Fires of Denmark’s first full-length album With Love is an expressive gem that doesn’t back down from yelling emotion, heavy distortion & guitars, and a variety of fascinating musical solos, all while being fairly slow and in the moment. This album feels and it isn’t afraid to be a little vulnerable, despite its alternative vibe. It is finally now released, after a fully funded (and more) GoFundMe campaign. It is on most streaming services and available on Bandcamp.
With Love is an independent project created and recorded entirely by Mike Terrill in his basement. There are some guest solos by local musicians that add amazing touches to the album. This project is quite different than Mike’s other bands.
Though his musical talent, passion, and joy in playing music are apparent in each role he plays in the other bands, this album blows me away by, as his first solo project, using such creativity & varied abilities. I get lost in the songs and forget my surroundings, which is nearly unheard of in my busy household. I look eagerly to the next track as if unwrapping gift after gift.
The vocals are free & flowing instead of overly forced. Most of the vocals are distorted with special microphones and feel like a distant memory of somewhere I’m longing to be. The songs feel nostalgic and dream-like. I find I want to repeat again and again. The distortion on the guitar and other instruments all come together in a fascinating musical art form. The lyrics are not to be forgotten nor lost in the haze; they are as inspiring as the layers of instrumentation.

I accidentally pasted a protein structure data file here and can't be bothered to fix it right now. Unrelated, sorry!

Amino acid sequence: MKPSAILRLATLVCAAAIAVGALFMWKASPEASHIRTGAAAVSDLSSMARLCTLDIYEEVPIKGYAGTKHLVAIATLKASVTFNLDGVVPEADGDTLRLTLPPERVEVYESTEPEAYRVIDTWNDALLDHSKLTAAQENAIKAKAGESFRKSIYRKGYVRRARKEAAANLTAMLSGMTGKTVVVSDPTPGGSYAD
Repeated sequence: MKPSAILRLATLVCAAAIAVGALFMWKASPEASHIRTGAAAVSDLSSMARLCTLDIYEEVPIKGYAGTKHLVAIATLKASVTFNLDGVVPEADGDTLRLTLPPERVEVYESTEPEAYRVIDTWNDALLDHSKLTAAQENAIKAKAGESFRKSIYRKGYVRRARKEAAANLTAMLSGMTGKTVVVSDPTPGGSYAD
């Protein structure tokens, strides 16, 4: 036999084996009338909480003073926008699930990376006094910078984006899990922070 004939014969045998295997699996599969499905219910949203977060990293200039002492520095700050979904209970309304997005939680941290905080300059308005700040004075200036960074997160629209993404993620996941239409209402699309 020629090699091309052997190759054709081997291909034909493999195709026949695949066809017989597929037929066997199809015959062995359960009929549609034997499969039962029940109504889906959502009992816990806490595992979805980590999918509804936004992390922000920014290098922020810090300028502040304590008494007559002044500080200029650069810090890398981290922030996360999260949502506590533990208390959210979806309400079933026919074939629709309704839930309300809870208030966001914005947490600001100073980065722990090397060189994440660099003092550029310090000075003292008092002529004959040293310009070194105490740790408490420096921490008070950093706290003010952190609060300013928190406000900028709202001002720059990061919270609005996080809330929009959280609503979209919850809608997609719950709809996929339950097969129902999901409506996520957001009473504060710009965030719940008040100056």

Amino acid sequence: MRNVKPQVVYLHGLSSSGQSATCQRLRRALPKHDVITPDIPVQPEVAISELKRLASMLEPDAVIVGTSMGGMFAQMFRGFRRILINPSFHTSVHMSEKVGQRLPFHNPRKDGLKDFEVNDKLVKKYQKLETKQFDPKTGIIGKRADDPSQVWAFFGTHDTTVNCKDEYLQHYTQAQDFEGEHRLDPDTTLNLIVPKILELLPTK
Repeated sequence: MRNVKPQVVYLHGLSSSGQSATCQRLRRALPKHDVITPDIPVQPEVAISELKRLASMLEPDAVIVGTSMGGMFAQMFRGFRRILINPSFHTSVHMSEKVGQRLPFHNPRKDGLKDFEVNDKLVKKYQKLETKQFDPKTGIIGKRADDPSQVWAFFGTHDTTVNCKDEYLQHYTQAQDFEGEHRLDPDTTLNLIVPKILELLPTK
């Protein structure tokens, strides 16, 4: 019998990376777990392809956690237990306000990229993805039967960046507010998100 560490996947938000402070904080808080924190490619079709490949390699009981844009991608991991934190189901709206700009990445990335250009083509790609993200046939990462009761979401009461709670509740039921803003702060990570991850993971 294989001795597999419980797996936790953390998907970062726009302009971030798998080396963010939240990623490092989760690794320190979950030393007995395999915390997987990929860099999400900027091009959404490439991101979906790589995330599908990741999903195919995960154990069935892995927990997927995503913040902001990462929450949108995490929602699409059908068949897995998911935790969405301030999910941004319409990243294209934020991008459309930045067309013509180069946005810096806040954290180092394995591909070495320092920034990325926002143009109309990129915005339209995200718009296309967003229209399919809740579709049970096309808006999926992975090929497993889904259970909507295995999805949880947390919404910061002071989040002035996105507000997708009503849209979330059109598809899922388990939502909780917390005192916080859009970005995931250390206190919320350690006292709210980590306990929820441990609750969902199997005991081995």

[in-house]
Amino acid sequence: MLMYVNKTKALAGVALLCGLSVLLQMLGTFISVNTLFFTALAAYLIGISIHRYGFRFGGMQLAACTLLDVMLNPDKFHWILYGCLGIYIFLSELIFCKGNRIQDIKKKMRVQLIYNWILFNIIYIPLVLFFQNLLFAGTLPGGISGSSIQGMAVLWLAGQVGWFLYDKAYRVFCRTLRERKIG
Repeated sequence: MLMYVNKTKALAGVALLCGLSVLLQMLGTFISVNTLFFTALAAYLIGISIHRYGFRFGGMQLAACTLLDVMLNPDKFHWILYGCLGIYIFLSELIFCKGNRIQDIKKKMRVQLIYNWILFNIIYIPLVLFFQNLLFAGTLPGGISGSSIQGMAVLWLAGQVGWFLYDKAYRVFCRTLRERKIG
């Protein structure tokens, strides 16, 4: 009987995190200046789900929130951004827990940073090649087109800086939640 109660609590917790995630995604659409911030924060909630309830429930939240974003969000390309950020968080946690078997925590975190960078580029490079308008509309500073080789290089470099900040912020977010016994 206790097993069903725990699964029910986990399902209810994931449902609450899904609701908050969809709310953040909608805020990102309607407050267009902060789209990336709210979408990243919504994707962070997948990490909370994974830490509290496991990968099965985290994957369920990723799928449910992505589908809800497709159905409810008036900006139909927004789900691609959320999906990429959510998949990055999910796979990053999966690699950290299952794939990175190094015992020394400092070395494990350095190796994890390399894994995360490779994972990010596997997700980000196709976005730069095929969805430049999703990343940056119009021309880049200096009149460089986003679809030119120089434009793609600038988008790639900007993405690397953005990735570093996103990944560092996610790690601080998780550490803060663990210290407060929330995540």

Some songs are mellow with a lazy sit-on-the-couch vibe and some are surprising with staccato beats & great synth lines. With Love will constantly feed you new sounds in all sorts of layers to pay attention to. I’m fascinated by the culmination of familiar styles brought together in an original way.
This album could be described as fitting into many genres, such as a shoegaze type of electronic rock, as psychedelic rock, or alternative rock. Too often, artists fall into making every song sound like a specific trend. It’s refreshing to hear Fires of Denmark use modern trends of synth mixed with tried & true styles of the past to the album’s advantage.
Here is a discussion and unpacking of each song on With Love :
“Off All Things”
The album starts off as a fade into a dream, a fuzzy good dream from which you won’t want to wake up. It’s a short song to start off the album with an introduction to the sweet synth lines that make appearances in a couple other songs. Notable lyrics are “Wait…. For every single day to pass you by.” I think of how some people seem numb to the days and weeks that pass us by filled with working, meals, and sleep, more or less – the monotonous routine. This leads to doing something with free time that brings more meaning to life.